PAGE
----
With yesterday marking 500 days to go before Rio stages South America’s first ever Olympic Games, the city is straining at the leash to be ready.
In having to overhaul crumbling infrastructure, polluted waters and protests notably over the choice of a nature reserve to host the return of golf to the Games, organizers could almost be forgiven for seeing the undertaking as one mammoth discipline — a giant obstacle course.
In April last year, International Olympic Committee (IOC) vice president John Coates slammed preparations as the “worst ever” and warned that “the situation is critical on the ground” following several inspection visits.
Organizers responded by creating a taskforce to monitor progress and IOC president Thomas Bach insisted he was “very satisfied” following last month’s three-day meeting of the IOC’s executive committee in Rio.
However, while Rio de Janeiro Mayor Eduardo Paes prepared to mark the 500 days to go milestone by attending drilling of part of the country’s largest urban road tunnel, concerns remain over the Games’ environmental impact.
Green campaigners and athletes alike have slammed yachting site Guanabara Bay, a picturesque but smelly dumping ground for refuse, amid an ongoing struggle to clean up waters which biologists say also risk contamination from superbacteria in adjoining rivers which are resistant to antibiotics.
State authorities admit Rio is to struggle to meet an initial pledge to treat 80 percent of the raw sewage which floats into the bay.
The siting of the Olympic golf course in an ecological reserve has also enraged activists, furious at the potential effect on wildlife.
“Cleaning up the bay is an important legacy objective,” organizers told reporters in stressing the infrastructural and environmental legacy is “the primary focus” 17 months out from the Aug. 5 next year opening.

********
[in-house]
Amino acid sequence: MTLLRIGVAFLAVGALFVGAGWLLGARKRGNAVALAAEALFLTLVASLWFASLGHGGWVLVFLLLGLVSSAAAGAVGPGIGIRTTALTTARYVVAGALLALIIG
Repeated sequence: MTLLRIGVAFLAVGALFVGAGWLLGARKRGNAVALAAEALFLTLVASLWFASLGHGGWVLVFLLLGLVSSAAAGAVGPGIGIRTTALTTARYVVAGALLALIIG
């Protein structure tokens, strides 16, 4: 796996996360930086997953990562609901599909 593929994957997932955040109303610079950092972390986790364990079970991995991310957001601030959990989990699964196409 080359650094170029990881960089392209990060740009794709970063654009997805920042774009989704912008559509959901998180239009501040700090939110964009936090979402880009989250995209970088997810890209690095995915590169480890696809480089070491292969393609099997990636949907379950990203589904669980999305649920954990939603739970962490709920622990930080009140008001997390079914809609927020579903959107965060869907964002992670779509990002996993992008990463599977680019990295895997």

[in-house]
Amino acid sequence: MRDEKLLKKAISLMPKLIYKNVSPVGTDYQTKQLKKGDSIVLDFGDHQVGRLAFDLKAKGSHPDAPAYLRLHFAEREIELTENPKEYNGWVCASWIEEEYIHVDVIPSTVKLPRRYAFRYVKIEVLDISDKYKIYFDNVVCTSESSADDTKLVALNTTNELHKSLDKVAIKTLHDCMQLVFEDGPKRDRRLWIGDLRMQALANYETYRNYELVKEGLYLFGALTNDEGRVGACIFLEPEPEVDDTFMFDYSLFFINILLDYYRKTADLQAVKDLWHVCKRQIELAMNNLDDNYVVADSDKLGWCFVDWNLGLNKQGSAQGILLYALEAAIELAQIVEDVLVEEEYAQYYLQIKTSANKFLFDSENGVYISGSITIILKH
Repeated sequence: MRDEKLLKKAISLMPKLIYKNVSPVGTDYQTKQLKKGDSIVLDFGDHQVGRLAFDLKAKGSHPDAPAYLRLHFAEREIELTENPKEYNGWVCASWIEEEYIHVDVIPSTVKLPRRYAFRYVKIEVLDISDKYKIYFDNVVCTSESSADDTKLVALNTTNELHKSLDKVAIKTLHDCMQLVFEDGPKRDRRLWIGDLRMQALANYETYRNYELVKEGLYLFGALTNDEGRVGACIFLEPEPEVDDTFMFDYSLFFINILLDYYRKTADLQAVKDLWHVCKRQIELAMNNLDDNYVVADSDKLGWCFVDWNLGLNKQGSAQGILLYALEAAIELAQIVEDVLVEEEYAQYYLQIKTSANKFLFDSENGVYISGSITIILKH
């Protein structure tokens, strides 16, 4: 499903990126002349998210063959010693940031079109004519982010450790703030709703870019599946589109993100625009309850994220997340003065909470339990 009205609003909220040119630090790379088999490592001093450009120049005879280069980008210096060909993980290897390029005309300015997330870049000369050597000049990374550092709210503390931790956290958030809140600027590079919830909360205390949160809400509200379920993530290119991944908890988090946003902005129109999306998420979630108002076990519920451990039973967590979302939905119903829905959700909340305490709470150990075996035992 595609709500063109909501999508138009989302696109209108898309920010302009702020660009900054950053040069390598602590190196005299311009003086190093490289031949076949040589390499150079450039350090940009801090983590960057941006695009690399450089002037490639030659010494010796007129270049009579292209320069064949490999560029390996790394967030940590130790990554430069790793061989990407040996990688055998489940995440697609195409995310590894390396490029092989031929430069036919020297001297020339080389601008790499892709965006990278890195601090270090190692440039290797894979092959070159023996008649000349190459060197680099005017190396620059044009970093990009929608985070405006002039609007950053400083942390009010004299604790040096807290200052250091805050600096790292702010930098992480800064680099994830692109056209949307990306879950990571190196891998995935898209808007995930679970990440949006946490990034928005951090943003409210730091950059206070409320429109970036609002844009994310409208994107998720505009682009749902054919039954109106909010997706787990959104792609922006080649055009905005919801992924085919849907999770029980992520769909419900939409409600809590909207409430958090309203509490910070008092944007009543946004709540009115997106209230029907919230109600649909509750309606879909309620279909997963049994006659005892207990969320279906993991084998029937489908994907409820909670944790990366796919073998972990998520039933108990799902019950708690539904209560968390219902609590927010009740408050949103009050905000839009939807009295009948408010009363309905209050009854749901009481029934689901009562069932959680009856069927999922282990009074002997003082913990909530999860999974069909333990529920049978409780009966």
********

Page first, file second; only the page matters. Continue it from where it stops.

A total of 7.5 million tickets are scheduled to go on sale on the official Web site www.rio2016.com starting on Tuesday next week, with prices ranging from 40 to 1,200 Brazilian real (US$12.76 to US$382.91).
Those who have registered online over the past month are to be able to buy. About two-thirds of tickets are expected to be distributed in July and August lotteries.
A full program of test events involving 7,800 athletes was unveiled last week and Tuesday next week should see the outline competition schedule.
‘CRIMINAL ACT’: The UCI said it ‘strongly condemns’ Dylan Groenewegen’s ‘dangerous behavior,’ which left Jakobsen in critical condition and injured other cyclists Dutch cyclist Fabio Jakobsen was in a coma on Wednesday, in “serious” condition, after he was thrown into and over a barrier at 80kph in the conclusion to the opening stage of the Tour de Pologne. Footage showed 23-year-old Jakobsen, of the Deceuninck-Quick-Step, racing elbow-to-elbow with fellow Dutchman Dylan Groenewegen of Jumbo-Visma as both men frantically tussled in a tight sprint to the line in Katowice. However, Jakobsen came off worst, somersaulting over the barriers before colliding with a photographer after Groenewegen had veered suddenly to the right, squeezing his rival into the security wall. “His condition is very serious. His life is
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